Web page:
Keep in touch with your friends and family by writing a real, old-fashioned letter or just a short message in a beautiful photography note card. Choose a few of mine and send them to people you love.
All of the photos on this page, and most of the images on any page of my website are available as both cards and prints. I haven't put them all on the shopping pages so if you want one that's not there... contact me and let me know what you'd like. I'm happy to get you the exact photos you want.
PS. Prints or note cards make wonderful gifts!
More Papaver orientale, showy in a different way from the first fringed poppy at the top of the page. These are closer to what the typical opium poppies look like... though they don't sport the dark circular areas in the petals around the centre. Here's an illustration of opium poppy flowers. The scientific name is Papaver somniferum.
Read my blog post about my experience with the opium poppy and how I first became familiar with it.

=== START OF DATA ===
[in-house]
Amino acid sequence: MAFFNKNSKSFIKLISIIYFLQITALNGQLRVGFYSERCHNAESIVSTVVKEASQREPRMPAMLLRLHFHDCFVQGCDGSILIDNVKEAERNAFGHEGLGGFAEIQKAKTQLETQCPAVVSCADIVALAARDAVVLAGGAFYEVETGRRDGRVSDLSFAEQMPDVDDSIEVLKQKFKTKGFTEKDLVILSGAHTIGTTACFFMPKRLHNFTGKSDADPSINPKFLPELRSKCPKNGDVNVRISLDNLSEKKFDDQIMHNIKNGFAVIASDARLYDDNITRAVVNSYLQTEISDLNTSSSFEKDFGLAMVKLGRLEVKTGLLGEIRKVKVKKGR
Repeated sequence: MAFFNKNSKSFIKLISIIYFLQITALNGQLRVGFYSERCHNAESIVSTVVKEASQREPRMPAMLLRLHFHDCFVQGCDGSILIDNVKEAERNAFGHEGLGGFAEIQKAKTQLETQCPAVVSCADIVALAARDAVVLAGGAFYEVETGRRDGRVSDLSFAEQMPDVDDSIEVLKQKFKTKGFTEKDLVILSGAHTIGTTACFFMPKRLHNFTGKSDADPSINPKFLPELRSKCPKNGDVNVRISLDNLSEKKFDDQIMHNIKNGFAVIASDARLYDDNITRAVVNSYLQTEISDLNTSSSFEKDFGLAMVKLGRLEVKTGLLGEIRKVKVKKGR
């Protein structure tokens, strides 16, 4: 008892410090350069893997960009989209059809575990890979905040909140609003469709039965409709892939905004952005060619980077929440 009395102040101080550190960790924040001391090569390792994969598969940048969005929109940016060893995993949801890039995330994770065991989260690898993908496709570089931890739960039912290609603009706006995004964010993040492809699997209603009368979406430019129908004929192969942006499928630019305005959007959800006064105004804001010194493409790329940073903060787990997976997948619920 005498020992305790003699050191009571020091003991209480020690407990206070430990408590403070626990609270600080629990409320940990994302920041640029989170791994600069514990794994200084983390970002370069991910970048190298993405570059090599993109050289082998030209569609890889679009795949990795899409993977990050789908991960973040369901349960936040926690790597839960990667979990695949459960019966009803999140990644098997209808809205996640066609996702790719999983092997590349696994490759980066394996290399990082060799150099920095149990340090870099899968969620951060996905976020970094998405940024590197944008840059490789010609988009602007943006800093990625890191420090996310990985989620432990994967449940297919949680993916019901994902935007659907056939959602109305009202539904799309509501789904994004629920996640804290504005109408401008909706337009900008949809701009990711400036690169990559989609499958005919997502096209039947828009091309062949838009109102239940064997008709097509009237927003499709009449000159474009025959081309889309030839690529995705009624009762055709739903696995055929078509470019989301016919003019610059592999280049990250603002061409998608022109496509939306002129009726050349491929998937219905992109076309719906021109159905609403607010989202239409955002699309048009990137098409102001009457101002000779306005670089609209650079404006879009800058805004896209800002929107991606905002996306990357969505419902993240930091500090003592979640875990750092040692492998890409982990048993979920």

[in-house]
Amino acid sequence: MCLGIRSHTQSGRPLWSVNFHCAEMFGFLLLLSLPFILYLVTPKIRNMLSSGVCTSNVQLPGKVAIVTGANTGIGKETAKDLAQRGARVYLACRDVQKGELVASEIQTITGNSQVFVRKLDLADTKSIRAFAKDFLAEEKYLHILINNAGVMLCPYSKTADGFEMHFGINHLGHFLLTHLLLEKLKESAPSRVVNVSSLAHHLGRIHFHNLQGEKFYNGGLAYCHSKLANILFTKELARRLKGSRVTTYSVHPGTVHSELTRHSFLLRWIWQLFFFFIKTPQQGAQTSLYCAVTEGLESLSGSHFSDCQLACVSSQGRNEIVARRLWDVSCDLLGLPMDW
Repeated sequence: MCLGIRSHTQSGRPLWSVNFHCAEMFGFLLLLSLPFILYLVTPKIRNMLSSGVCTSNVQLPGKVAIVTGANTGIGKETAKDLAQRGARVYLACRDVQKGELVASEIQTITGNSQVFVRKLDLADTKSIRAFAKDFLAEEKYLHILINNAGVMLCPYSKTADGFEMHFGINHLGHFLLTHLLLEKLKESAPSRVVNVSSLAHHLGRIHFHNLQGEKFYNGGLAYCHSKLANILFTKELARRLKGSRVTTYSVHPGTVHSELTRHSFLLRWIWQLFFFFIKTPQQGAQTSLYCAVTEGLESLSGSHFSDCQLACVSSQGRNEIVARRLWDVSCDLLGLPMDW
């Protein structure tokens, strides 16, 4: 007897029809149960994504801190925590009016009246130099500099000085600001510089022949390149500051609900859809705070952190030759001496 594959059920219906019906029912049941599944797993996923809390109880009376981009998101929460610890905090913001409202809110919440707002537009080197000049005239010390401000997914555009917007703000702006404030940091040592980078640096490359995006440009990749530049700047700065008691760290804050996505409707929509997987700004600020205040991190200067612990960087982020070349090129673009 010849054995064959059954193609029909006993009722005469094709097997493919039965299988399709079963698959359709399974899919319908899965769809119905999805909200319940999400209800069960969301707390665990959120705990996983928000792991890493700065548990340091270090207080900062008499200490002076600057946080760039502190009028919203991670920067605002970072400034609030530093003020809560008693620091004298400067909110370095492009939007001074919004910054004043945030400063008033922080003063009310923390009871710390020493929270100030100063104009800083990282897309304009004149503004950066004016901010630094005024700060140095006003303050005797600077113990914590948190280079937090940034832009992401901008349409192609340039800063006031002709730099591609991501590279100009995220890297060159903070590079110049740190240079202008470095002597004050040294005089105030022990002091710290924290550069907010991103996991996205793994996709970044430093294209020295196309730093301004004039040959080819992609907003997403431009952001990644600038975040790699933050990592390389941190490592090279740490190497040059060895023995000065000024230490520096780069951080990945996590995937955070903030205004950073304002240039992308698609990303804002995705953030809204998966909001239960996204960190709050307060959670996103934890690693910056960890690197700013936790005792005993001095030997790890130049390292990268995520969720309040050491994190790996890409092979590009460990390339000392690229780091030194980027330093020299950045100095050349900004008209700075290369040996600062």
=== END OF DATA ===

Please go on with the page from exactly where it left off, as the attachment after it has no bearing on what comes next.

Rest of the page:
'"An intensely simple, intensely floral flower... " John Ruskin, Proserpina
"All silk and flame: a scarlet cup... like a burning coal fallen from Heaven's altars... No sparing of colour anywhere - no outside coarseness - no interior secrecy."
A perfect description of the field poppy, Papaver rhoeas. 'Rho' comes from the Greek rhoeas. The root 'rho' means 'red', and this poppy certainly is that.
AKA, the Field Poppy, if you've seen them growing thick in a meadow, or more sadly in Flanders Fields, maybe you were entranced by these crimson lovelies. That's because the glowing red petals have a chemical called rhoeadine that sets them all aglitter.
The field poppy also flaunts it's petals in doubles and sports other pastel coloured petals.